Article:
Landscape Alert – What Not to Do

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There are many mistakes that well-meaning gardeners might make in their landscapes. There are a few of these mistakes that we see over and over here in our capacity as landscape and plant consultants. Here are a few of the top mistakes we see constantly in Henderson County Landscapes.

1. Planting trees without removing the packaging leads to future root issues. All packaging material should be removed from balled and burlap field grown trees.

leyland with strap burlap

Burlap inhibits root growth. It should be removed at planting.

red maples with termites girdling straps

Strapping associated with field grown balled and burlap trees can girdle tree trunks if not removed at planting.

2. Excessive mulch or ‘volcano mulching’ leads to roots surfacing and ultimately girdling roots.

girdling roots maple

Girdling roots are caused by roots that are surfacing to obtain oxygen of which they are deprived because of being planted too deep or buried too deep in mulch. Girdling roots strangle the trunk cutting off water flow from the roots.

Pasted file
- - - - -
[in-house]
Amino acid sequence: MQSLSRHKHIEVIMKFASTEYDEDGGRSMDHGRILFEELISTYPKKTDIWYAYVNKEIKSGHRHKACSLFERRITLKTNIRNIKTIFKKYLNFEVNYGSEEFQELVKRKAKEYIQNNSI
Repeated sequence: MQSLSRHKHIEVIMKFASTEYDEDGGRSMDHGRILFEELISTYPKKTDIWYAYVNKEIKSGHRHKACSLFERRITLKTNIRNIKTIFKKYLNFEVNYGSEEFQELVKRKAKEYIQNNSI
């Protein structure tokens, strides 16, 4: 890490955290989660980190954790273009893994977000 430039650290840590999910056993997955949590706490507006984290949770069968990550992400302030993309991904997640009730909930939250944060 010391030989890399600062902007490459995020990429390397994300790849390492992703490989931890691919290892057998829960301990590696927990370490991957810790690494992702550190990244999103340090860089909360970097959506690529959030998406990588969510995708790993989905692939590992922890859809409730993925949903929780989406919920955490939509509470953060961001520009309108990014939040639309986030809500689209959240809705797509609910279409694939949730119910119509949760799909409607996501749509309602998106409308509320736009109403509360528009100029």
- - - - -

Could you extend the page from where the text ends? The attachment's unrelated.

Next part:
volcano mulch

Mulch piled this high starts to compost. The decomposition of the mulch causes heat that can damage the wood of the tree and roots. Also this ‘volcano mulching’ holds moisture against the bark causing rot. Finally, roots grow upwards to get oxygen and eventually girdle or strangle the stem.

3. Planting the wrong plant in the wrong place leads to future trouble. Trees that get too large near a building can cost lots of money in the future. Plant appropriately sized plants.

willow oak too close to home

The willow oak and the arborvitae are planted two feet from this home. The willow oak can reach a height of 70-100 feet all and 60 feet across. The arborvitae can get 60 tall and 30 feet across. Eventually these tress would damage the foundation and other infrastructure of this home.

4. Planting trees too deep creates many of the same problems as over-mulching. Roots rise to the surface and eventually become girdling roots.

tree planted too deep

Notice the roots that have come to the surface that would impact the trunk in the future as girdling roots.

5. Improper pruning leads to structural weakness in trees. Cutting into old wood creates wounds that will seal slowly leading to fungal rot in the inner wood of the tree.

old topped tree rot

azalea bad pruning

poorly pruned cedar

bad pruning